According to a new survey published by the Pew Research Center, atheists are pretty much the least popular religious group in America, in a statistical tie with Muslims:
Among those who took the survey, atheists received a rating of 33 or lower from 40% of respondents. Only 20% of respondents gave us a rating higher than 67.
In one of the more interesting aspects of the survey, when you removed Evangelicals from the survey, their own approval rating dropped from 61 to 52, suggesting that Evangelicals think much more highly of themselves than the rest of us do. (No other group’s numbers dropped nearly as much when their own followers were taken out of the picture.)
We also found out which groups like and dislike which other groups.
No one loves themselves as much as Jews love other Jews, giving themselves an approval rating of 89.
Meanwhile, when it comes to dislike, Atheists really don’t get along with Evangelicals, giving them an approval rating of only 28. The only ranking lower than that was the one White Evangelicals gave to Atheists: 25.
You know who *really* doesn’t like us? Republicans. They gave us an approval rating of 34 (Only Muslims were lower with a score of 33).
But it’s not like Democrats are on our side, either. They gave us a 46 (compared to Muslims’ 47). I was surprised to see that Democrats ranked Mormons lower than us (44). Maybe that’s some Mitt Romney residue:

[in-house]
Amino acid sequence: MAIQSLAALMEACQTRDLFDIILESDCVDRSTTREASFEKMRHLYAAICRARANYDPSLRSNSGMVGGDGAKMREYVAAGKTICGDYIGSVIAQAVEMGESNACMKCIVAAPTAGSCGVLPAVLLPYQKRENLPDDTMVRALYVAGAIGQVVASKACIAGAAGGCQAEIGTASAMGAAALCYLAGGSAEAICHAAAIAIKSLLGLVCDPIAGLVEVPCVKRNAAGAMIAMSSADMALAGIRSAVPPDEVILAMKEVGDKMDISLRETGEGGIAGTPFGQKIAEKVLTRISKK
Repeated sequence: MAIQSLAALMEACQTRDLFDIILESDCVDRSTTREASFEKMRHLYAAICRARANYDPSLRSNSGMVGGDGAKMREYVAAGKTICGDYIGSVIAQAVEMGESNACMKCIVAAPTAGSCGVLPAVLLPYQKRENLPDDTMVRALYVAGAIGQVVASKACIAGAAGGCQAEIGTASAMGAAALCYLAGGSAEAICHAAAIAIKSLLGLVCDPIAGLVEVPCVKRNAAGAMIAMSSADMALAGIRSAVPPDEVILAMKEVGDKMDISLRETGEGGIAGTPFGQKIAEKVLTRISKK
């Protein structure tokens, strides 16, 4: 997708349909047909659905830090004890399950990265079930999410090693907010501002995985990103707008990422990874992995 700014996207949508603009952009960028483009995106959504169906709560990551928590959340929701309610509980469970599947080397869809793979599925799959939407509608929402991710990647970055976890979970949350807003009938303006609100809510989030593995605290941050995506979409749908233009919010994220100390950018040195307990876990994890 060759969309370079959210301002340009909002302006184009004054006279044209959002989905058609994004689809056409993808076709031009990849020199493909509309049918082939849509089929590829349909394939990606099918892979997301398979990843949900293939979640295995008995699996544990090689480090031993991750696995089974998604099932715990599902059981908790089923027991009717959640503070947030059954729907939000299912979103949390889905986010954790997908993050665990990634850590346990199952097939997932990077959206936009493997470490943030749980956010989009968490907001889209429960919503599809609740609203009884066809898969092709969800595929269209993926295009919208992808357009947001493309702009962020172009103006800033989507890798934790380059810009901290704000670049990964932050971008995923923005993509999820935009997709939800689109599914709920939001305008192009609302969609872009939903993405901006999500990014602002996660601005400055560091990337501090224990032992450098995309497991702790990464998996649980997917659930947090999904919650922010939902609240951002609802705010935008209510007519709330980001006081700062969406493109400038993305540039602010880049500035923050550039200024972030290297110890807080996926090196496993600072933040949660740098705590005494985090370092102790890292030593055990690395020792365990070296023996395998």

This is why it’s so hard for us to make political inroads with either group. We know we have very little chance of getting Republicans to listen to us… but even the Democrats want to keep us at a distance. If we can’t convince them to take us seriously, if we can’t provide one party with a solid voting bloc, it makes it that much easier for them to dismiss our issues.
There are some bright spots for us, though. Atheists are one of the few groups getting a higher approval rating among younger people. In fact, the younger the demographic, the higher our likability.
And more people know an atheist! We’ve long said that, parallel to the gay rights movement, people who know an atheist personally are far less likely to demonize us. And 59% of Americans say they know someone who’s an atheist, making us more visible than Mormons, Muslims, Buddhists, and Hindus:
(I should mention that the number is probably much higher than 59%. Atheists are everywhere, but many of us are closeted. So the vast majority of Americans probably know an atheist. They just don’t know that they know an atheist.)
This is a huge factor. Among people who knew an atheist personally, our approval rating is 50. Among those who claim they don’t know any atheists, it drops to 29, the lowest number among all groups. Visibility is *huge*.
Overall, the numbers aren’t very different from what I would’ve guessed, but it’s always striking to see them in context of other groups. The issue, to me, is one of ignorance and stereotyping more than anything else. Most people who dislike atheists feel that way because they equate godlessness with immorality and evil. That changes when they get to know us personally.
The exception to that rule? Evangelicals, who see us as ideological enemies. Atheists could be good people, but it wouldn’t matter to them, because our views on social issues tend to stand in opposition to everything they support. But that obviously goes the other way, too.
(via Religion News Service)
Editors’ Note: This article is part of the Public Square 2014 Summer Series: Conversations on Religious Trends. Read other perspectives from the Atheist community here.